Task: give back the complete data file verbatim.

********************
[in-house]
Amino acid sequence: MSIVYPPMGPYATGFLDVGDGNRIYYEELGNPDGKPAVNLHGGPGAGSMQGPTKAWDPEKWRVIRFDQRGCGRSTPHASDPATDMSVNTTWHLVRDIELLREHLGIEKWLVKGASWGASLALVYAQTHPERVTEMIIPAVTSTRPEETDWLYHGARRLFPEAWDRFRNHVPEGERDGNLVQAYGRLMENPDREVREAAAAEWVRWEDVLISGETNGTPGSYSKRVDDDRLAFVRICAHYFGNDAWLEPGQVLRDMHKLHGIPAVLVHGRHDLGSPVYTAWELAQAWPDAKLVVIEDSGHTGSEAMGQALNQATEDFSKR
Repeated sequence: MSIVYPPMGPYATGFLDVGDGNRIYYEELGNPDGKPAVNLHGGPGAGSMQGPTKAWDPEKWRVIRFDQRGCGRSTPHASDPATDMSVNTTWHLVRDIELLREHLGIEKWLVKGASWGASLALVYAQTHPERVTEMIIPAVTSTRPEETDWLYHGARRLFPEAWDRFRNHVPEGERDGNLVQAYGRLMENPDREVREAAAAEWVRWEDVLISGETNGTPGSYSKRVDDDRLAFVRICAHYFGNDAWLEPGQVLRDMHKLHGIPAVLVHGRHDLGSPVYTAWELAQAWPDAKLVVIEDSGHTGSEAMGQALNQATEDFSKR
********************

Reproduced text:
[in-house]
Amino acid sequence: MSIVYPPMGPYATGFLDVGDGNRIYYEELGNPDGKPAVNLHGGPGAGSMQGPTKAWDPEKWRVIRFDQRGCGRSTPHASDPATDMSVNTTWHLVRDIELLREHLGIEKWLVKGASWGASLALVYAQTHPERVTEMIIPAVTSTRPEETDWLYHGARRLFPEAWDRFRNHVPEGERDGNLVQAYGRLMENPDREVREAAAAEWVRWEDVLISGETNGTPGSYSKRVDDDRLAFVRICAHYFGNDAWLEPGQVLRDMHKLHGIPAVLVHGRHDLGSPVYTAWELAQAWPDAKLVVIEDSGHTGSEAMGQALNQATEDFSKR
Repeated sequence: MSIVYPPMGPYATGFLDVGDGNRIYYEELGNPDGKPAVNLHGGPGAGSMQGPTKAWDPEKWRVIRFDQRGCGRSTPHASDPATDMSVNTTWHLVRDIELLREHLGIEKWLVKGASWGASLALVYAQTHPERVTEMIIPAVTSTRPEETDWLYHGARRLFPEAWDRFRNHVPEGERDGNLVQAYGRLMENPDREVREAAAAEWVRWEDVLISGETNGTPGSYSKRVDDDRLAFVRICAHYFGNDAWLEPGQVLRDMHKLHGIPAVLVHGRHDLGSPVYTAWELAQAWPDAKLVVIEDSGHTGSEAMGQALNQATEDFSKR